You can preserve IP address by publishing multiple sites on a single address or collection of addresses

IPv4 address exhaustion has already taken place and we have technically already run out of available IPv4 addresses. What this means to us is that it’s going to get harder and harder to obtain large blocks of IPv4 addresses that we will want to use to publish our internal resources to users on the Internet. While those of us who already have large blocks reserved might feel comfortable, the time might come when you will be asked to return some of those addresses to your ISP. In addition, if you don’t already have a large block of addresses, it’s going to be almost impossible for you to obtain them in the future unless you want to move to IPv6 (in which case you will likely be able to obtain as many addresses as you like and you will never run out of addresses – but the transition can be time consuming and costly). Eventually, that’s what we’ll all do, but in the meantime, you need solutions for today.

To help you deal with the current situation of a limited number of IP addresses available to use for web publishing, the TMG firewall enables you to publish multiple web sites using the same IP address. When you configure the Web Publishing Rule, you specify in the rule the FQDN and path that apply to the rule and then you configure it so that when the request matches that FQND and path, TMG will forward the connection to a specific web server on the internal network, the server that you want to publish using that rule. This rule will also be bound to one or more IP addresses on the external interface of the TMG firewall.

You can then create a second and subsequent rules that contain different FQDNs and paths, which publish other servers on the internal network that you want to publish for external users on the Internet. These rules can also be bound to the same IP address. The TMG firewall is able to forward the connections to the correct web servers because when the connections are received on the same IP address, the TMG firewall’s web proxy service is able to “look at” the details of the connection request. The TMG firewall will be able to “see” the FQDN and path that are included in the request and match that information to one of the Web Publishing Rules that are configured on the TMG firewall. With that information, the TMG firewall will be able to forward the connection to the correct web server on the internal network.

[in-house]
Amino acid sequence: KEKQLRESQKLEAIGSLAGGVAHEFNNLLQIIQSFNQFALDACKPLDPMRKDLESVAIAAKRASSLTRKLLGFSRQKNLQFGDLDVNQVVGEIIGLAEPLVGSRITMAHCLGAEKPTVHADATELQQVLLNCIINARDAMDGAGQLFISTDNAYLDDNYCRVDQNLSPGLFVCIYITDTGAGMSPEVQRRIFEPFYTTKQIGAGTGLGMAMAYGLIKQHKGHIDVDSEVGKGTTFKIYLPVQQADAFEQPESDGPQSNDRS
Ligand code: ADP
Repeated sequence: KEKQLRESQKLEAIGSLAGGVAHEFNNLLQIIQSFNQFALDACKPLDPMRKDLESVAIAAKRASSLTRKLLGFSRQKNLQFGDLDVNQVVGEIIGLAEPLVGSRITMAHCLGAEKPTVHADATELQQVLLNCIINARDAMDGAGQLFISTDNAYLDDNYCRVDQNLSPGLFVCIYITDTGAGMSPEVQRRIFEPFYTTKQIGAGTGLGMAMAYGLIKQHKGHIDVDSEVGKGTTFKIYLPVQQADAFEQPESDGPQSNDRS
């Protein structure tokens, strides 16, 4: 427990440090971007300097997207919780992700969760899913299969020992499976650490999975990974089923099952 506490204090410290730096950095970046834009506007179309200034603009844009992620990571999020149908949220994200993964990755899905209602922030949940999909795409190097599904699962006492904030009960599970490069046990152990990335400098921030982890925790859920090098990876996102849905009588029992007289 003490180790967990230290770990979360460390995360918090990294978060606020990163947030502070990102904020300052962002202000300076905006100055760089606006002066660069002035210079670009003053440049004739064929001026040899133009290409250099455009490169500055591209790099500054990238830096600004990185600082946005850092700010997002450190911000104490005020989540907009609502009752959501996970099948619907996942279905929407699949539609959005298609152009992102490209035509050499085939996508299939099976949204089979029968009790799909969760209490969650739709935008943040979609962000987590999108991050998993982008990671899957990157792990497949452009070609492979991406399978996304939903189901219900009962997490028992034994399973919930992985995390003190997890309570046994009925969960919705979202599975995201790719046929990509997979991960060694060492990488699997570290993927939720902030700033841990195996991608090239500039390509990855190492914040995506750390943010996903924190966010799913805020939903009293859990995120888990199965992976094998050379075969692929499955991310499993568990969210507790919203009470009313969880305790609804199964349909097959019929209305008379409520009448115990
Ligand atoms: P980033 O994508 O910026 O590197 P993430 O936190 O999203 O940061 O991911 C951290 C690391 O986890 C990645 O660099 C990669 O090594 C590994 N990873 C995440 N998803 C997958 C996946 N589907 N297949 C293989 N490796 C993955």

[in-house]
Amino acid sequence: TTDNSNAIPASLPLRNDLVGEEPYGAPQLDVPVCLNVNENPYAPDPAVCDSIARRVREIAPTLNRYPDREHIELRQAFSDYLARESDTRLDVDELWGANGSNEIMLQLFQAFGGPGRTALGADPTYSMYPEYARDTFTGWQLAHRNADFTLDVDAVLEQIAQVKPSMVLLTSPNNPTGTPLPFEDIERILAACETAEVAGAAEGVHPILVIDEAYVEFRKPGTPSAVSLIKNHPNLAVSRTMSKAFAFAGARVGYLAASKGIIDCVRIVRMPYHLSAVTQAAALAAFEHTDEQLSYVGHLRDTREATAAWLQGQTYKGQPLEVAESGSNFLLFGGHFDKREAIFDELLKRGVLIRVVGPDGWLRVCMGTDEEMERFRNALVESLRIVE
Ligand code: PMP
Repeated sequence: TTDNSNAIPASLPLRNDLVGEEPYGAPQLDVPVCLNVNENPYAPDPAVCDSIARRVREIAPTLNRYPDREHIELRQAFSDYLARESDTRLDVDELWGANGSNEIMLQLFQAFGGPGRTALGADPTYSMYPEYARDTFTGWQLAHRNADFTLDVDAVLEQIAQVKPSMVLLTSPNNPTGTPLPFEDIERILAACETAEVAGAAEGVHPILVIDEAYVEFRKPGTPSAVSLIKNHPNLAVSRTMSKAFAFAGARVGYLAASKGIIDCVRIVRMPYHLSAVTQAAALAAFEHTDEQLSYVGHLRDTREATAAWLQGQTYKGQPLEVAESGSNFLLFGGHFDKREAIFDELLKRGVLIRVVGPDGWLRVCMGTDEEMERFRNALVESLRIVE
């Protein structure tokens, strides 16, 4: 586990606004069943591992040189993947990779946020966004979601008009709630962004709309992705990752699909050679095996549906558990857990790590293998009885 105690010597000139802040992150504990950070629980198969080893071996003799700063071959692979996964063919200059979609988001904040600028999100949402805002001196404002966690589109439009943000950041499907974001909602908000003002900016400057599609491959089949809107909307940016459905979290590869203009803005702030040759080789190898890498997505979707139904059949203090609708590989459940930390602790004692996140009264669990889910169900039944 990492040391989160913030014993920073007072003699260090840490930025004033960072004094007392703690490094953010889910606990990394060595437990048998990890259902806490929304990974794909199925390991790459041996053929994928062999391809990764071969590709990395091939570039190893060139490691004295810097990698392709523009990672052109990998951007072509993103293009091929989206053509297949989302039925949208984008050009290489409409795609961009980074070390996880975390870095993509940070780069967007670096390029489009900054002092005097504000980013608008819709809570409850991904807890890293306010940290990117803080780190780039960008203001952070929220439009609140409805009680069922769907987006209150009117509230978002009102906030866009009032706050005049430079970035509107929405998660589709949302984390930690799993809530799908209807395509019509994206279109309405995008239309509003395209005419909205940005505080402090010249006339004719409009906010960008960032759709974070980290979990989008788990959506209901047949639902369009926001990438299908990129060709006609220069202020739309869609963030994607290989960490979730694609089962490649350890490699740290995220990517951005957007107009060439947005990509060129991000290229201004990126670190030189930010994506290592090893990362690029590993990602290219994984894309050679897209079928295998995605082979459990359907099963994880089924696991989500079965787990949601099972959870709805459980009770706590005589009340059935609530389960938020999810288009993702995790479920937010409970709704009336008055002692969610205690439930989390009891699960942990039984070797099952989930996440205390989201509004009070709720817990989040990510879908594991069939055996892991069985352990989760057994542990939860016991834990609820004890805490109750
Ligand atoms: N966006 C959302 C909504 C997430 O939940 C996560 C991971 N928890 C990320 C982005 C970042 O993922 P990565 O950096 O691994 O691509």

This works great when you publish HTTP sites. However (isn’t there always a “however”?), it becomes a little more problematic when you are publishing SSL secured sites. The reason for this is that when you publish an SSL site, the TMG firewall is, in effect, impersonating the SSL site on the internal network. This means that the TMG firewall has a web site certificate bound to a “web listener” that is used to accept the incoming SSL connections from external hosts. The SSL web site certificate includes the name of the web server, and that name must match the name in the web client request that is received by the web listener on the TMG firewall. The problem is that you can only assign a single web site certificate per IP address on the TMG firewall. You cannot assign multiple web site certificates to the same IP address on the TMG firewall. This makes it almost impossible to publish multiple SSL sites using the same IP address on the external interface of the TMG firewall.

The good news is that there is a potential workaround for this, but it has some security implications and security administrators will not be happy with this. You do have an option to use a “wildcard certificate”. When you use a wildcard certificate, the name on the web site certificate will be in the form of *.domain.com. You can then use this certificate to publish any host in “domain.com” and you can bind that certificate to the web listener on the TMG firewall. However, as I said, the security implications of using wildcard certificates is a big concern and therefore you will need to work out the security implications with your security team to determine whether this is a viable option.

If you are interested in more information on the potential security issues with wildcard certificates, please see this Eweek article.

Summary

In this, Part 2 of our comprehensive overview of web and server publishing rules on TMG 2010, we looked at three more of the capabilities you get with web publishing rules. Specifically, we discussed how you can increase security by authenticating users before they reach the published web server, using port and protocol redirection to published web and FTP servers, and how you can conserve IP addresses by publishing multiple sites on a single IP address or collection of IP addresses.

In Part 3, we will delve into how you can use advanced authentication mechanisms such as RADIUS, SecurID, One-time Password (OTP) authentication and Kerberos Constrained Delegation (KCD).

If you would like to read the other parts in this article series please go to: